Tuesday, April 26, 2011

Back to the Basics - The EOS Digital Rebel XT

Canon introduced the Digital Rebel in 2003 and revolutionized the world of digital SLR cameras with the model when it retailed for just under $1,000.00. What really shocked the camera critics was the fact that lightning did indeed strike twice when Canon released the totally redesigend second generation of the Digital Rebel line, the Rebel XT. With an 8MP sensor, it was a serious competitor of the EOS 20D and with the price around a grand as well, This camera could actually serve as a "disposable" DSLR for professional photographers to take into areas that they did not want to risk their more expensive gear.

I picked up my Digital Rebel XT in March 2005 and I have been impressed by what this little camera can do ever since. Even 6 years later, this camera (with the very inexpensive kit lens) continues to take great photos that compete on the level of my 5D (Classic and Mark II) bodies. For this reason, I selected this camera for the project to showcase the ability of entry level DSLRs.

Here is a summary of some of the Digital Rebel XT features:
  • Eight megapixel CMOS sensor
  • DIGIC II image processor
  • Instant power-on time, faster shutter release, shorter blackout time
  • Continuous shooting speed increased (3.0 fps)
  • Buffer increased (14 JPEG frames)
  • Image processing time decreased (thanks to DIGIC II)
  • Small, light weight body
  • Re-designed control layout (drive mode button, new metering mode & AF buttons)
  • Metal mode dial
  • Harder rubber finish on hand grip
  • Smaller and lighter NB-2LH battery (same as PowerShot S60 / S70)
  • Flash pop-up slightly higher than Digital Rebel (just 5 mm)
  • E-TTL II flash
  • Nine custom functions
  • Customizable SET button
  • Control noise reduction
  • Flash sync speed in Av mode
  • Shutter button / AE button
  • AF-assist beam control
  • Selectable 0.3 or 0.5 EV exposure steps
  • Mirror lock-up
  • E-TTL II mode
  • Flash shutter curtain sync (1st or 2nd)
  • Selectable Metering mode
  • Selectable AF mode
  • Flash exposure compensation
  • Independently selectable color space
  • Two preset and three custom image parameter sets, B&W mode (same as EOS 20D)

  • So as you can see, it was a pretty easy pick to select the Rebel XT as it was several hundred dollars cheaper than the 20D and had a better feature set than the competing Nikon D70. Plus with the feature set included in this camera, it was an easy step up to the bigger offerings from Canon like the 5D.

    Still today, this camera is a great bargain with the used kit packages selling for $400.00 prox. For the first time DSLR user, this is a perfect camera to begin learning the basics of photography. Add to the equation that this is also a Canon body that is compatible with the complete lin of EF and EF-S lenses, then you have a real bargain for a starter camera that will grow as far as you want to take it. This may not be the best Canon camera ever made, but it is on the list of memorable models that put Canon at the top of the pack in the now highly competitive DSLR camera category.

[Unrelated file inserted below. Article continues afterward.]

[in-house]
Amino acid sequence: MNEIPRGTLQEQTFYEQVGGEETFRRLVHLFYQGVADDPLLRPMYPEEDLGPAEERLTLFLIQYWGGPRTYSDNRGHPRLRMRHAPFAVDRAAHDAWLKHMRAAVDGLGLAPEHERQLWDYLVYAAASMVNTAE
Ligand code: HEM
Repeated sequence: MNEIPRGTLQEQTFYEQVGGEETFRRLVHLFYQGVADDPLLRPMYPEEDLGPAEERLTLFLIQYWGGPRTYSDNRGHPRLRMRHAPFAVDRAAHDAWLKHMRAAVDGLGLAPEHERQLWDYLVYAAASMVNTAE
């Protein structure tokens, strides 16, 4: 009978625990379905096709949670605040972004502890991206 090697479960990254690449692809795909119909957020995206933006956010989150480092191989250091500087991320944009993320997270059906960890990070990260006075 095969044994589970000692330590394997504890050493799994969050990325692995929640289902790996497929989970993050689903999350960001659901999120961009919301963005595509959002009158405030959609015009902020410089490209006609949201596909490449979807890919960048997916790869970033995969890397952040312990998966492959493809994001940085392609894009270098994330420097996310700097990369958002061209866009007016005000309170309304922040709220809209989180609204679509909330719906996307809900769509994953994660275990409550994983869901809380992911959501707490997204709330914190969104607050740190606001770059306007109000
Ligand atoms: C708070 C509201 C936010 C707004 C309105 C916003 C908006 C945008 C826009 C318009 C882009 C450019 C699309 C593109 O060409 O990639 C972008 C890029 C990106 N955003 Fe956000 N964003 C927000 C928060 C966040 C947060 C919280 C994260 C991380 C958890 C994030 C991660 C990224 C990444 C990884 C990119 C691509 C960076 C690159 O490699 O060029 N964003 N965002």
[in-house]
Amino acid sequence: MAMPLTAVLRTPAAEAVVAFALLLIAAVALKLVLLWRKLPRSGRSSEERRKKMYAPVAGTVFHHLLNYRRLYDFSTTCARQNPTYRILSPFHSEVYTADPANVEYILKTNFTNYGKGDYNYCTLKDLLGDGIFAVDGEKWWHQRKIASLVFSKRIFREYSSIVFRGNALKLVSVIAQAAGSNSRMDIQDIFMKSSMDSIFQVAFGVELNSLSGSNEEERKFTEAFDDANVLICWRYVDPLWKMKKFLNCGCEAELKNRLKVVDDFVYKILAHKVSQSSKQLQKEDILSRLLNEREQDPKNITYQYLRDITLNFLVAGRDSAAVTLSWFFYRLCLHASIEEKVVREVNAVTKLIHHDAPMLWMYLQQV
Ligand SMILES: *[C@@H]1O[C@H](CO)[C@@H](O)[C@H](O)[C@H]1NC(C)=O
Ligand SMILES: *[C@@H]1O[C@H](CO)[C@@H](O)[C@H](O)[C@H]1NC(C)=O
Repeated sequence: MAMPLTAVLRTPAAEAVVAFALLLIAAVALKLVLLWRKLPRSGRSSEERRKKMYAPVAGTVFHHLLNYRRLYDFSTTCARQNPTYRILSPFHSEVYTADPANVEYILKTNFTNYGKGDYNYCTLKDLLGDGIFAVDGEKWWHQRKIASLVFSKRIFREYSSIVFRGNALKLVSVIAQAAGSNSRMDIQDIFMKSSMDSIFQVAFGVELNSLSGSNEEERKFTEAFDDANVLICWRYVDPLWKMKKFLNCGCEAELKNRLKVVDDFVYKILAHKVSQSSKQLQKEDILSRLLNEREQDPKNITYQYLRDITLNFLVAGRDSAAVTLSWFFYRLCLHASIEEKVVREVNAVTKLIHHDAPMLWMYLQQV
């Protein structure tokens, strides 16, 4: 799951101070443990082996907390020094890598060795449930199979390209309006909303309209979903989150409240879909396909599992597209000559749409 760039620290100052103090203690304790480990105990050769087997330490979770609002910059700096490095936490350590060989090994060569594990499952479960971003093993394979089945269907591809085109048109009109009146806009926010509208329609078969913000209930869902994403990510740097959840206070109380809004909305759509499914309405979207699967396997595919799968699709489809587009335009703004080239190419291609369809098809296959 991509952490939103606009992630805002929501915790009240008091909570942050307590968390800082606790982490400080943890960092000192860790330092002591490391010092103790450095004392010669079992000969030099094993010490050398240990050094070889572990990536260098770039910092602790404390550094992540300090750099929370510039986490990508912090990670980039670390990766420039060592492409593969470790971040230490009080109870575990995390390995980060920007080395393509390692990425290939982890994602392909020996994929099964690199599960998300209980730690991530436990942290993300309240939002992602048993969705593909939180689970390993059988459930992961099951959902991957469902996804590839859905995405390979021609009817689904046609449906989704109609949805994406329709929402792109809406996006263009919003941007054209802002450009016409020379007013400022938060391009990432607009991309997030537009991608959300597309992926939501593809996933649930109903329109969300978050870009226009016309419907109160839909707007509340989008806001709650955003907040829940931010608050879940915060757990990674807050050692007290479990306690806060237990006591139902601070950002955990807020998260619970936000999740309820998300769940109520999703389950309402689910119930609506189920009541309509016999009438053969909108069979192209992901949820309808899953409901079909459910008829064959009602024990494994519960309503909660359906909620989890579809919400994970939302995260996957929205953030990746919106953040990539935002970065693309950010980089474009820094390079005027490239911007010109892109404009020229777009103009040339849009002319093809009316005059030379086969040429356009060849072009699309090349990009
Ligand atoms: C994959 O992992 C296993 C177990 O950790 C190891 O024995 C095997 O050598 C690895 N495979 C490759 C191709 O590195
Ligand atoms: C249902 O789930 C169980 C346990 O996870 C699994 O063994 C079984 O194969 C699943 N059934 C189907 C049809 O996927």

Sunday, April 24, 2011

    New Project Now That Spring is in the Air

    Spring is in the air and may I never have the pain of ending winter with a broken wrist from falling on ice. It took four weeks of being trapped in the house to heal and another two weeks of modified work with a cast, but two months later, I can move my wrist without too much pain.

    So with that disclaimer out of the way, I am back and ready to roll on a new photography mission this year. My goal is extend my knowledge of photography and also explain more about what I learn in this blog to make others a better photographers as well. "Back to Basics" is a project where I am going to hit my favorite photography spots with my first DSLR, the Canon Rebel XT Kit.

    The purpose is to demonstrate the power of these little Rebel series cameras (even this 6 year old, second generation Rebel DSLR from the lineup) if you us the creative mode and not the fully automatic settings. I will work through how to set the camera and explain the accessories used in each shot.

    The one accessory that I recommend is good tripod with a easily manipulatible head. Many stores like Best Buy and Ritz Camera carry a selection of tripods that are perfectly sized for the smaller kits from Canon, Nikon, Pentax, Olympus, etc. so it is not necessary to spend as much money as I have on my tripod legs and ball-head to support the weight of my 5D and EF 70-200mm F/2.8 L IS lens. But in later features, I will showcase where better features on tripods come to be a benefit in shooting.

    So this is where it begins. I will document my settings and show the camera setup to pull the images that I display. I will also describe my post processing, but the final post processing edit will have to be up to the photographer taking the image. Over the years, I have developed a taste for vivid colors and HDR that may not be appropriate for all DSLR shooters. But the concepts on how to capture the base image will be the same.